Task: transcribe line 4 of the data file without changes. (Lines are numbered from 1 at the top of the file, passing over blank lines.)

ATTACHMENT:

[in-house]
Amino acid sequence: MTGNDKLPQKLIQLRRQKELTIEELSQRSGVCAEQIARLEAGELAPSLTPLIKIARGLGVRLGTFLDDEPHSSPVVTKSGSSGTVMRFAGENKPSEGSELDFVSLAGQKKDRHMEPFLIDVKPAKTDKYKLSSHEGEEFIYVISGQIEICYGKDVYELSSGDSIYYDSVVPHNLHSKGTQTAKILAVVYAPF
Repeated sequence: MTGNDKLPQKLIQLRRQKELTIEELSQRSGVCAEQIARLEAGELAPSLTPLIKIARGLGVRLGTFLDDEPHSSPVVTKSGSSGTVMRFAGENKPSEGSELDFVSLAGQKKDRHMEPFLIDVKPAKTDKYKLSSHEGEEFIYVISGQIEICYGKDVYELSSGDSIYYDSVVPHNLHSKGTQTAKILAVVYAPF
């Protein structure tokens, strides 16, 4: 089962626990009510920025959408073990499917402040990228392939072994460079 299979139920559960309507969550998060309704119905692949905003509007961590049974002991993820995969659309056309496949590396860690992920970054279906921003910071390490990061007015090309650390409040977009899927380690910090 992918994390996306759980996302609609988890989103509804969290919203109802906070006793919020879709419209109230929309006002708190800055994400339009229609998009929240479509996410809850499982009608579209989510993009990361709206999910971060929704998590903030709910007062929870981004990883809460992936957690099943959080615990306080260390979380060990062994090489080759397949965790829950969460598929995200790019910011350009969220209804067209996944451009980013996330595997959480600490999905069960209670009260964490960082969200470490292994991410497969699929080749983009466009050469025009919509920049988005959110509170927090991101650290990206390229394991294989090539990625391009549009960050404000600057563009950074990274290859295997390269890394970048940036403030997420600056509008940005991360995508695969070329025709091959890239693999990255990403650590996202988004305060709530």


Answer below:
């Protein structure tokens, strides 16, 4: 089962626990009510920025959408073990499917402040990228392939072994460079 299979139920559960309507969550998060309704119905692949905003509007961590049974002991993820995969659309056309496949590396860690992920970054279906921003910071390490990061007015090309650390409040977009899927380690910090 992918994390996306759980996302609609988890989103509804969290919203109802906070006793919020879709419209109230929309006002708190800055994400339009229609998009929240479509996410809850499982009608579209989510993009990361709206999910971060929704998590903030709910007062929870981004990883809460992936957690099943959080615990306080260390979380060990062994090489080759397949965790829950969460598929995200790019910011350009969220209804067209996944451009980013996330595997959480600490999905069960209670009260964490960082969200470490292994991410497969699929080749983009466009050469025009919509920049988005959110509170927090991101650290990206390229394991294989090539990625391009549009960050404000600057563009950074990274290859295997390269890394970048940036403030997420600056509008940005991360995508695969070329025709091959890239693999990255990403650590996202988004305060709530």